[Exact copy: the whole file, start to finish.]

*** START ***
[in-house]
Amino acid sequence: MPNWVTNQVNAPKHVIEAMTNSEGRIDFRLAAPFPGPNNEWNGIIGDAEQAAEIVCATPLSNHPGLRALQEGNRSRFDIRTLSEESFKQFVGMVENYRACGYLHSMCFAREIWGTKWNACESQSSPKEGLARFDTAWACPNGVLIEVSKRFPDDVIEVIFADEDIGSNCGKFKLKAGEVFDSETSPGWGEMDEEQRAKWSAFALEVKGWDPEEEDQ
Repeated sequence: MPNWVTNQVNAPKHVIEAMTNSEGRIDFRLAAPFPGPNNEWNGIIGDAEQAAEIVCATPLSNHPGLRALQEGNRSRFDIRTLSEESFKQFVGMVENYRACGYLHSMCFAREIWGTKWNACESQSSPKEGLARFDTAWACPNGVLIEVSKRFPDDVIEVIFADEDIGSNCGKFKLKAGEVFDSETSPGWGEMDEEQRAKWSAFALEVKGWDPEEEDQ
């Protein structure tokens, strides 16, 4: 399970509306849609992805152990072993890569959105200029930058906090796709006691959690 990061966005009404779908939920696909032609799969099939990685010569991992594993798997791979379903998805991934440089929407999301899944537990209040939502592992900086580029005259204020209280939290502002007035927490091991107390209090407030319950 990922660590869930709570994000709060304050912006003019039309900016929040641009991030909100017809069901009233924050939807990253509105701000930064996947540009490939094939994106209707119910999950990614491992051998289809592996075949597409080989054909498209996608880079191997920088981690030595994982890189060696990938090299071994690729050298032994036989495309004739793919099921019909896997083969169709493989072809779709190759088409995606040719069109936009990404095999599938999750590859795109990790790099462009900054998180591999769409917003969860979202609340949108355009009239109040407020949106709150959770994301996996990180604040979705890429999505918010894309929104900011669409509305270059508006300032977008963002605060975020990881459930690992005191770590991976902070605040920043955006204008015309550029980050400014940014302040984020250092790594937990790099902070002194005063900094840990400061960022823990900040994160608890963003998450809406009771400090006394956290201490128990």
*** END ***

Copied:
[in-house]
Amino acid sequence: MPNWVTNQVNAPKHVIEAMTNSEGRIDFRLAAPFPGPNNEWNGIIGDAEQAAEIVCATPLSNHPGLRALQEGNRSRFDIRTLSEESFKQFVGMVENYRACGYLHSMCFAREIWGTKWNACESQSSPKEGLARFDTAWACPNGVLIEVSKRFPDDVIEVIFADEDIGSNCGKFKLKAGEVFDSETSPGWGEMDEEQRAKWSAFALEVKGWDPEEEDQ
Repeated sequence: MPNWVTNQVNAPKHVIEAMTNSEGRIDFRLAAPFPGPNNEWNGIIGDAEQAAEIVCATPLSNHPGLRALQEGNRSRFDIRTLSEESFKQFVGMVENYRACGYLHSMCFAREIWGTKWNACESQSSPKEGLARFDTAWACPNGVLIEVSKRFPDDVIEVIFADEDIGSNCGKFKLKAGEVFDSETSPGWGEMDEEQRAKWSAFALEVKGWDPEEEDQ
């Protein structure tokens, strides 16, 4: 399970509306849609992805152990072993890569959105200029930058906090796709006691959690 990061966005009404779908939920696909032609799969099939990685010569991992594993798997791979379903998805991934440089929407999301899944537990209040939502592992900086580029005259204020209280939290502002007035927490091991107390209090407030319950 990922660590869930709570994000709060304050912006003019039309900016929040641009991030909100017809069901009233924050939807990253509105701000930064996947540009490939094939994106209707119910999950990614491992051998289809592996075949597409080989054909498209996608880079191997920088981690030595994982890189060696990938090299071994690729050298032994036989495309004739793919099921019909896997083969169709493989072809779709190759088409995606040719069109936009990404095999599938999750590859795109990790790099462009900054998180591999769409917003969860979202609340949108355009009239109040407020949106709150959770994301996996990180604040979705890429999505918010894309929104900011669409509305270059508006300032977008963002605060975020990881459930690992005191770590991976902070605040920043955006204008015309550029980050400014940014302040984020250092790594937990790099902070002194005063900094840990400061960022823990900040994160608890963003998450809406009771400090006394956290201490128990």